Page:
For almost as long as I’ve known about the cannabis plant, I’ve wanted to grow my own weed. This is partly because I like everything about it; not just the psychoactive effect of combusting and inhaling it, but also the way it looks, from the slender serrated fan leaves to the densely packed flowers shimmering with a crystal-like dusting (called trichomes, these tiny, hair-like structures are home to the high-producing compound THC). I like the skunky smell of a live plant, and I appreciate the fact that it’s only the female of the genus that will get you high.
But the desire to get my grow on also has a lot to do with how I grew up in rural Vermont.
When I was a kid, my family had a small farm (so small that it hardly qualified as a farm by Vermont standards) that started with a cow and grew to include a pig, chickens and a flock of sheep that grazed the field beyond our vegetable garden. Only the milk cow, Star, which had come into our family as my brother’s 4-H project, was ever named. We’d been taught from an early age that the rest of the hooved and clawed creatures around us were livestock (as opposed to pets) and cautioned against forming an emotional bond.
In addition to having a hand in bringing eggs, bacon, chicken and milk to the table, my siblings and I saw how wool became yarn. We also learned how to make rhubarb wine (the first kid down the stairs in the morning usually gave the crock full of fermenting fruit a good stir), how to bake bread on a wood stove (the Dutch oven was clutch) and how to turn the sap from the trees around us into maple syrup. In short, we were doing farm-to-table before farm-to-table was even a thing, and it gave me a keen appreciation of the effort that goes into things that I otherwise would have taken for granted.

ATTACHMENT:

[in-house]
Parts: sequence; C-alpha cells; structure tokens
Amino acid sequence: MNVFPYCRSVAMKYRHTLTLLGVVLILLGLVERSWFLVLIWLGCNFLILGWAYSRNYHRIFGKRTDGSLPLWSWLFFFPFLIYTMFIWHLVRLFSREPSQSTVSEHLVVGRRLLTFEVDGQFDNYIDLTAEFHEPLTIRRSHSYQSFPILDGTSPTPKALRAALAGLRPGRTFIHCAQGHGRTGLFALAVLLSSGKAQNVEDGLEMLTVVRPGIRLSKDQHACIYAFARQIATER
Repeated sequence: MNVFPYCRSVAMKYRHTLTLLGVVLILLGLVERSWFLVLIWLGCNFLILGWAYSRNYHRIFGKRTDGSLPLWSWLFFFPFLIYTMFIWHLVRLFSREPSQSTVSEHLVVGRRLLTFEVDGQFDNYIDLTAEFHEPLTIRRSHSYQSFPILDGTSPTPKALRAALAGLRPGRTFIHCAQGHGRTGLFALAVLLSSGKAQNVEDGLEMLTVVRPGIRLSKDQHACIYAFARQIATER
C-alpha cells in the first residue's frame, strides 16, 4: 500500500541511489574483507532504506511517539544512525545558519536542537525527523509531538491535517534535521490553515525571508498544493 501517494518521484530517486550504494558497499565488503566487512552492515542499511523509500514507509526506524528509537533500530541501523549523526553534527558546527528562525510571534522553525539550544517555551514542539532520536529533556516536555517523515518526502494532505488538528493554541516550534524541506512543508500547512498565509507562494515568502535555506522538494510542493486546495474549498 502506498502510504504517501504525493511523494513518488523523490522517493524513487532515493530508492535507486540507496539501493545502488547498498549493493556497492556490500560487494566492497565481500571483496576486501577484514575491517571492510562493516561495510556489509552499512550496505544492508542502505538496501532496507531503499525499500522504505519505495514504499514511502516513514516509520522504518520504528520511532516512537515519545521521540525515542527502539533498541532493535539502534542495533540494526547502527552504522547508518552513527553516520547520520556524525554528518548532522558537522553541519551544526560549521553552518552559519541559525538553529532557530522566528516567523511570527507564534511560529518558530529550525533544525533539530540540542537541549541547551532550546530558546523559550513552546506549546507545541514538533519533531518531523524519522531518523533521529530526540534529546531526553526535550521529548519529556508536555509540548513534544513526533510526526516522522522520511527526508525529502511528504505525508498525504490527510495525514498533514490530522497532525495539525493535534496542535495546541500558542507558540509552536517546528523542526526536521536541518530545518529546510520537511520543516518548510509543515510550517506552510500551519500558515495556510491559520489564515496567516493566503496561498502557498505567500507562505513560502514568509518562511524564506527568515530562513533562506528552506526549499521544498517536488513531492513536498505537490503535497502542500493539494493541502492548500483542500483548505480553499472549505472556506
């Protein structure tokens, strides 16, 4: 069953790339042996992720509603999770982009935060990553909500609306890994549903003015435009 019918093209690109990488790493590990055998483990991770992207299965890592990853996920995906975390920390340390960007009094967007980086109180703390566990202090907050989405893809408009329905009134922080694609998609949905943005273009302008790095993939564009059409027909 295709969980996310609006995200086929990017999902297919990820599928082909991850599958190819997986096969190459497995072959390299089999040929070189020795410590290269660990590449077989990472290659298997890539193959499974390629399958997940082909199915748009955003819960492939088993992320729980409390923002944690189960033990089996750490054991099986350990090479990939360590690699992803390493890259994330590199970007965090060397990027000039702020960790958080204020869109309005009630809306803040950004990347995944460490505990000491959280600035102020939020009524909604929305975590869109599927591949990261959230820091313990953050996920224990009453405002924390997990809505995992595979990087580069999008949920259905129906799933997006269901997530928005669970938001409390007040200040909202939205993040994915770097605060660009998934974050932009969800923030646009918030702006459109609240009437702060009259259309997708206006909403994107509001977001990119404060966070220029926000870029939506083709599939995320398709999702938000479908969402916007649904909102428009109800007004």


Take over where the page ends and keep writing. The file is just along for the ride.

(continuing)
That’s why, when faced with mid-pandemic boredom, in a state where it’s legal to grow (under California law, anyone 21 and older can grow up to six plants for recreational use) with an unused everything-but-the-seeds kit from A Pot for Pot (purchased while researching The Times’ 2020 holiday cannabis gift guide) lurking in the corner of my home office, I decided to connect with my roots by trying to get a pot plant to put down the same. By following the process from start to finish, I reasoned, I’d be able to better appreciate how those dried little nuggets of instant staycation get from the soil to the dispensary shelf.
That wasn’t the only connection I was hoping for. I saw becoming an L.A. pot-plant parent as a way to gain entreé to an invisible social network in this city in the way those who raise children here end up forming lifelong bonds with complete strangers who happen to have had kids at the same time. Instead of bonding over hastily arranged carpool schedules or sitting on the sidelines at a soccer game together, I imagined mingling with first-time marijuana moms and dope dads in the gardening supply aisle at Lowe’s, sharing baby pictures of our leafy green chlorophyll kids and trading curing tips and yield-boosting hacks.
I knew these folks would be out there, somewhere, just as I was, hopping on the quarantine gardening train for some of the same reasons — and no doubt some different ones too. Some would be planting their own pot to do an end run around corporate cannabis (which, with each passing day, looks more and more like Big Pharma and Big Tobacco). Others would pursue pot parenthood to save money (buying weed in L.A. — legally — includes taxes that increase the cost of THC-containing products by more than a third) or to stick a green thumb squarely in the eye of Johnny Law as a kind of cosmically satisfying payback for decades of cannabis prohibition. (Growing your own is legal in the Golden State, but it remains illegal under federal law.)
To Read The Rest Of This Article By Adam Tschorn on Los Angeles Times
Published: July 27, 2021
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